Bend it like Beckham review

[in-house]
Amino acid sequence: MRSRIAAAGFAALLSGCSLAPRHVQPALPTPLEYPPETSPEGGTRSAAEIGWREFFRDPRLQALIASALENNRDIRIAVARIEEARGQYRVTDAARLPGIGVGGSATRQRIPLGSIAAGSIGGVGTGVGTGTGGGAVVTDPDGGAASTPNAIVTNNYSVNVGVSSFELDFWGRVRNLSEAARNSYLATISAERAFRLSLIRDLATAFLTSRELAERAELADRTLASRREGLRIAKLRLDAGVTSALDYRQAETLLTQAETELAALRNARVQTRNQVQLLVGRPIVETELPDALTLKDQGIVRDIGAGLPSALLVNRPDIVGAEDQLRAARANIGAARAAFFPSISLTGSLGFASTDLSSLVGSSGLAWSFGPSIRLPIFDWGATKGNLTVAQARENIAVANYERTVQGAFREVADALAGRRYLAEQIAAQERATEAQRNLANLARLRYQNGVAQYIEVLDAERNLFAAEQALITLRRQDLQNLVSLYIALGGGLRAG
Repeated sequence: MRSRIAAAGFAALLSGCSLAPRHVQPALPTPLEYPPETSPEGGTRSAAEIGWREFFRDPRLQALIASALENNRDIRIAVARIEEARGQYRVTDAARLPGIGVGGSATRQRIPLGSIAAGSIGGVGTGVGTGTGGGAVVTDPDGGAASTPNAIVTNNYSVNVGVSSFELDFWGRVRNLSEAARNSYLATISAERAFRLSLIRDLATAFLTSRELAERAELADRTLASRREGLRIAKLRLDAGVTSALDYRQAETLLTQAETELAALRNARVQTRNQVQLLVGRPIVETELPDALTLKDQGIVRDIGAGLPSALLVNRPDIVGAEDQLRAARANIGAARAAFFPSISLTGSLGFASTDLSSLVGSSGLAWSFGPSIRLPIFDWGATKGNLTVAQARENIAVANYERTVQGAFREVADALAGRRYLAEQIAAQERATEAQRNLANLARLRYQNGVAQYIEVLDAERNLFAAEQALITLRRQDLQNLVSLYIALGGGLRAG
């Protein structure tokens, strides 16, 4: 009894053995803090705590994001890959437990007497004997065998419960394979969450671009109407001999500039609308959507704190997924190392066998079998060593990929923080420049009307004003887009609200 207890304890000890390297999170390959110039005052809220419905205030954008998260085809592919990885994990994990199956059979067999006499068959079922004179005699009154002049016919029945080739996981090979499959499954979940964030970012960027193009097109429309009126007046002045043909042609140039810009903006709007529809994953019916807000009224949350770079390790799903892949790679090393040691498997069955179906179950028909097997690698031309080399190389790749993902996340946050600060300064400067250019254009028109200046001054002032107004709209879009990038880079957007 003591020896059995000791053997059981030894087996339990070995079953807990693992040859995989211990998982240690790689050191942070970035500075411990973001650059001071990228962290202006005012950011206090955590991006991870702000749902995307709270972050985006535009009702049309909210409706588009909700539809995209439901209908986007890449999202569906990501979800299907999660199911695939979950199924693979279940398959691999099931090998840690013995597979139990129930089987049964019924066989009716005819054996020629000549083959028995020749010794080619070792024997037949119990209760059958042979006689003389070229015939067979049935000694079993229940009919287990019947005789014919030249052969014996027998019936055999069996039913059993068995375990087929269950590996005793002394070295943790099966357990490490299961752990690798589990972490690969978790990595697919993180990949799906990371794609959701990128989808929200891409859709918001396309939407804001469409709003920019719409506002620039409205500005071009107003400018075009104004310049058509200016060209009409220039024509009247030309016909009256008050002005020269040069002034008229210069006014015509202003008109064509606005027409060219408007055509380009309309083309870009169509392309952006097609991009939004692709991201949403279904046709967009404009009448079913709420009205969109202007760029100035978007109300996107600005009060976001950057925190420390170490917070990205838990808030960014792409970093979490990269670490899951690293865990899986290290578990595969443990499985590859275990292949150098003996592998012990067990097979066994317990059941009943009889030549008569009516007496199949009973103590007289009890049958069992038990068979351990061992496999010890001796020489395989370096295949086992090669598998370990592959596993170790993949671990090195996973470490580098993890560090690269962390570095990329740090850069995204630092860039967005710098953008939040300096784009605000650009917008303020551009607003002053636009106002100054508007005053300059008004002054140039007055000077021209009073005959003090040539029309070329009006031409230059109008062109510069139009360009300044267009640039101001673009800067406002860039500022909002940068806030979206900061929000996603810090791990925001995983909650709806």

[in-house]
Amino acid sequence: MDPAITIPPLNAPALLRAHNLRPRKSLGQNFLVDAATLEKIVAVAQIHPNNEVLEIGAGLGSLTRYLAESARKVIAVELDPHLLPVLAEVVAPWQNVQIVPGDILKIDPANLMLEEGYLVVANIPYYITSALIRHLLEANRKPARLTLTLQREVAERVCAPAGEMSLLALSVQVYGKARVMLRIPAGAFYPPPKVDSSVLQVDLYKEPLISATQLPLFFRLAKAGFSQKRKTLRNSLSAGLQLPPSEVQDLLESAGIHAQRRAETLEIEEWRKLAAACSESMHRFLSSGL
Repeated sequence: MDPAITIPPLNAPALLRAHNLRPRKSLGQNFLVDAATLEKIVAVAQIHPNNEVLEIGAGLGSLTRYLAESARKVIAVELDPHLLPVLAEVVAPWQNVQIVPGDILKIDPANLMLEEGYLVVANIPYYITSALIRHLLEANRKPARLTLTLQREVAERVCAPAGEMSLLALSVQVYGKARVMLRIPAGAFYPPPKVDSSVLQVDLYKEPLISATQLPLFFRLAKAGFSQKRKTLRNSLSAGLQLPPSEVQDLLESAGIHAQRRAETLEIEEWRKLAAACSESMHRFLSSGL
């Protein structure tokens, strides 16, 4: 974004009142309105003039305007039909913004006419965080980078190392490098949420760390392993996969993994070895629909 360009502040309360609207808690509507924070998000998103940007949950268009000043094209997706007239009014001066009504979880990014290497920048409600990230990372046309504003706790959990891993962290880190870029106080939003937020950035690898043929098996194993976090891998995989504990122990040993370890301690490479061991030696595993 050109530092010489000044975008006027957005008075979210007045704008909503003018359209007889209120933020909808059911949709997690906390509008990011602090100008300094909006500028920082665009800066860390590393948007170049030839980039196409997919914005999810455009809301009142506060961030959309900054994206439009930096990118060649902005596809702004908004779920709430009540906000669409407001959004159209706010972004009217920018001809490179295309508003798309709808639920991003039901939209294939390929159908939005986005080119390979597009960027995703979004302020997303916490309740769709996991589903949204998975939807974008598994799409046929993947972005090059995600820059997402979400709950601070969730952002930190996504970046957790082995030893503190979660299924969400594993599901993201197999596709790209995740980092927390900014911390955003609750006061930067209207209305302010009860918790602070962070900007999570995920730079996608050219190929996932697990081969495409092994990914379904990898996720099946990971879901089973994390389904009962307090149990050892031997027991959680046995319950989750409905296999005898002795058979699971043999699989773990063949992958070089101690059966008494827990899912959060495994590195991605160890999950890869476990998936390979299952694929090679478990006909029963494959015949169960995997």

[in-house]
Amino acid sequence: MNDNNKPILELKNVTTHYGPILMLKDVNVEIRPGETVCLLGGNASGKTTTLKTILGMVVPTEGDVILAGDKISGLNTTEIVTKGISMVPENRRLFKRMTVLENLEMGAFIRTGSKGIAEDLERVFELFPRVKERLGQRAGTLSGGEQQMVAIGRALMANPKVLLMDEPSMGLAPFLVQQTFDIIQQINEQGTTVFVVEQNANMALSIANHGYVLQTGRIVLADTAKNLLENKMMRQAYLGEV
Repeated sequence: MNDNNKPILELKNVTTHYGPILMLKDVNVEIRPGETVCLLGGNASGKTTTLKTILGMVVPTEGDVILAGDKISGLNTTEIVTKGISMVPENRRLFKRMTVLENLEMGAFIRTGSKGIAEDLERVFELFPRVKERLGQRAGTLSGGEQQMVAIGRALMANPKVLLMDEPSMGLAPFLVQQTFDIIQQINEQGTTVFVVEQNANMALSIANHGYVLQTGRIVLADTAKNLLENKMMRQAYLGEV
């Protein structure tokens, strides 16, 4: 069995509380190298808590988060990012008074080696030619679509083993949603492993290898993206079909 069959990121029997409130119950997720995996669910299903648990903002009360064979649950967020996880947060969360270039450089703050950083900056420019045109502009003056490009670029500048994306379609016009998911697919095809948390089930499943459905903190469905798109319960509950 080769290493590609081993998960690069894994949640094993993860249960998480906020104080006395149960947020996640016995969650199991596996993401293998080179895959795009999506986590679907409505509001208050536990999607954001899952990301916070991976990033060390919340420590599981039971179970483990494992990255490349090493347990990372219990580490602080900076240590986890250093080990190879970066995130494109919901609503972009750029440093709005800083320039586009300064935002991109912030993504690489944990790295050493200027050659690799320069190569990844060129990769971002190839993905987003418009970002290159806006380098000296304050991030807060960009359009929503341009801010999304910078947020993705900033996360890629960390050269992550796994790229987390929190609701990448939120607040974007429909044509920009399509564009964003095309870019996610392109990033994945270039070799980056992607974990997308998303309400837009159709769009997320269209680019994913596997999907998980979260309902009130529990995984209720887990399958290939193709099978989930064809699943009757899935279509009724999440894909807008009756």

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Bend It Like Beckham (Gurinder Chadha, 2002) is set in the culture rich capital of London, and is a British comedy about the daughter of an orthodox Sikh who is more interested in playing football than learning how to cook traditional Indian cuisine. But 18yr-old Jessminder Bhamra (Parminder Nagra) knows that her mother and father would never allow it. When she is spotted playing in the park by Juliette 'Jules' (Keira Knightley, Pirates of the Caribbean) and is invited to join a local team, Jess begins to lie to her parents and attend training in secret. There, she feels an instant connection with their coach Joe (Jonathan Rhys Meyers, Velvet Goldmine) who has dedicated his life to coaching the girls soccer team since a knee injury has prevented him from playing the sport himself. As the film progresses, Jess feels more and more like she is leading a double life, and constantly put under the pressure of having to choose: her family values or her life's passion? This is a film where the main theme is culture clash. On one hand, we have a traditional Indian girl rebelling against her family's culture by choosing to play an English sport, and on the other we have a tomboyish English girl (Jules) who's mother (Juliet Stevenson, Truly Madly Deeply) forces femininity upon her in the form of girly clothes and perfume. Out of this theme alone we can see the comedy aspect of the film straight away. At one point Jess is seen hugging Jules at the bus stop by her parents friends, and they get the wrong idea. As soon as she gets home she is accused of kissing an English boy and shaming the family. The same happens when Jules' small minded mother overhears an argument between the girls; she assumes they are lesbians and in a relationship. She ends up crashing Jess' sister's wedding and shouting at her to “get your lesbian feet out of my shoes!” which prompts the comedic

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